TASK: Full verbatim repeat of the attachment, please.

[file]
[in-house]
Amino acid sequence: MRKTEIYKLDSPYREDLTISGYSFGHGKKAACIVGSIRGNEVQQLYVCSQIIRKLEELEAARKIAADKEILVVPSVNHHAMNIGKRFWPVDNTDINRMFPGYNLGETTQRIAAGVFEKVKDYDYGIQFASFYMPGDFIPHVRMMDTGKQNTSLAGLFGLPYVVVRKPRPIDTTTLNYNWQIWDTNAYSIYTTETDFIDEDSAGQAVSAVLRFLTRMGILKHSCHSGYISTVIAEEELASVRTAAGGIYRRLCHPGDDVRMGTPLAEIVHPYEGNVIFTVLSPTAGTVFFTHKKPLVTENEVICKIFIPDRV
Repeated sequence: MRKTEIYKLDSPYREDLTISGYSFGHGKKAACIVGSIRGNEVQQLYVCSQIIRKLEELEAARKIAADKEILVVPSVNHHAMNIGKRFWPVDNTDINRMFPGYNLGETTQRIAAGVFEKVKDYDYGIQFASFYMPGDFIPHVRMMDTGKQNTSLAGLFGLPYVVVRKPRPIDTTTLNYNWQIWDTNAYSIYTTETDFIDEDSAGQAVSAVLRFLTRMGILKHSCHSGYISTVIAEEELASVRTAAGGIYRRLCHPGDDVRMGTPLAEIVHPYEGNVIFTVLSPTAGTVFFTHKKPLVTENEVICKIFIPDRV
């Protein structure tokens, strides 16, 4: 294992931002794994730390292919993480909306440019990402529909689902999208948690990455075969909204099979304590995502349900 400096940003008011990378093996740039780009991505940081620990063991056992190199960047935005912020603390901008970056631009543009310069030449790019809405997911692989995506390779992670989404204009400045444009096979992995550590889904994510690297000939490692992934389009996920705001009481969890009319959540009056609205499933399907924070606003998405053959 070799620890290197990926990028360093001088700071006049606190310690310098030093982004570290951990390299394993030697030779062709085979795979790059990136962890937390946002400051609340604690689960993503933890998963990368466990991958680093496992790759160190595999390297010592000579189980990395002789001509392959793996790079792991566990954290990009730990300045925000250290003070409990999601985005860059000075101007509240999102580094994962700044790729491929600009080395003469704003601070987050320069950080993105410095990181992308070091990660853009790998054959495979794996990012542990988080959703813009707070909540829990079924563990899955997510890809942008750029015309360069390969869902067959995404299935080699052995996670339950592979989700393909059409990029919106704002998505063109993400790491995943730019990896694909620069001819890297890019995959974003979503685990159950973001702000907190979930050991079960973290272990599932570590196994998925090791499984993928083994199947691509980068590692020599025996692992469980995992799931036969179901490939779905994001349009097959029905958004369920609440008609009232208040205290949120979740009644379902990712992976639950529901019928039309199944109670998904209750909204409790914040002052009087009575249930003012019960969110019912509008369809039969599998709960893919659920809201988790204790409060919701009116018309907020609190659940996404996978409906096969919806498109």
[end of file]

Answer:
[in-house]
Amino acid sequence: MRKTEIYKLDSPYREDLTISGYSFGHGKKAACIVGSIRGNEVQQLYVCSQIIRKLEELEAARKIAADKEILVVPSVNHHAMNIGKRFWPVDNTDINRMFPGYNLGETTQRIAAGVFEKVKDYDYGIQFASFYMPGDFIPHVRMMDTGKQNTSLAGLFGLPYVVVRKPRPIDTTTLNYNWQIWDTNAYSIYTTETDFIDEDSAGQAVSAVLRFLTRMGILKHSCHSGYISTVIAEEELASVRTAAGGIYRRLCHPGDDVRMGTPLAEIVHPYEGNVIFTVLSPTAGTVFFTHKKPLVTENEVICKIFIPDRV
Repeated sequence: MRKTEIYKLDSPYREDLTISGYSFGHGKKAACIVGSIRGNEVQQLYVCSQIIRKLEELEAARKIAADKEILVVPSVNHHAMNIGKRFWPVDNTDINRMFPGYNLGETTQRIAAGVFEKVKDYDYGIQFASFYMPGDFIPHVRMMDTGKQNTSLAGLFGLPYVVVRKPRPIDTTTLNYNWQIWDTNAYSIYTTETDFIDEDSAGQAVSAVLRFLTRMGILKHSCHSGYISTVIAEEELASVRTAAGGIYRRLCHPGDDVRMGTPLAEIVHPYEGNVIFTVLSPTAGTVFFTHKKPLVTENEVICKIFIPDRV
């Protein structure tokens, strides 16, 4: 294992931002794994730390292919993480909306440019990402529909689902999208948690990455075969909204099979304590995502349900 400096940003008011990378093996740039780009991505940081620990063991056992190199960047935005912020603390901008970056631009543009310069030449790019809405997911692989995506390779992670989404204009400045444009096979992995550590889904994510690297000939490692992934389009996920705001009481969890009319959540009056609205499933399907924070606003998405053959 070799620890290197990926990028360093001088700071006049606190310690310098030093982004570290951990390299394993030697030779062709085979795979790059990136962890937390946002400051609340604690689960993503933890998963990368466990991958680093496992790759160190595999390297010592000579189980990395002789001509392959793996790079792991566990954290990009730990300045925000250290003070409990999601985005860059000075101007509240999102580094994962700044790729491929600009080395003469704003601070987050320069950080993105410095990181992308070091990660853009790998054959495979794996990012542990988080959703813009707070909540829990079924563990899955997510890809942008750029015309360069390969869902067959995404299935080699052995996670339950592979989700393909059409990029919106704002998505063109993400790491995943730019990896694909620069001819890297890019995959974003979503685990159950973001702000907190979930050991079960973290272990599932570590196994998925090791499984993928083994199947691509980068590692020599025996692992469980995992799931036969179901490939779905994001349009097959029905958004369920609440008609009232208040205290949120979740009644379902990712992976639950529901019928039309199944109670998904209750909204409790914040002052009087009575249930003012019960969110019912509008369809039969599998709960893919659920809201988790204790409060919701009116018309907020609190659940996404996978409906096969919806498109």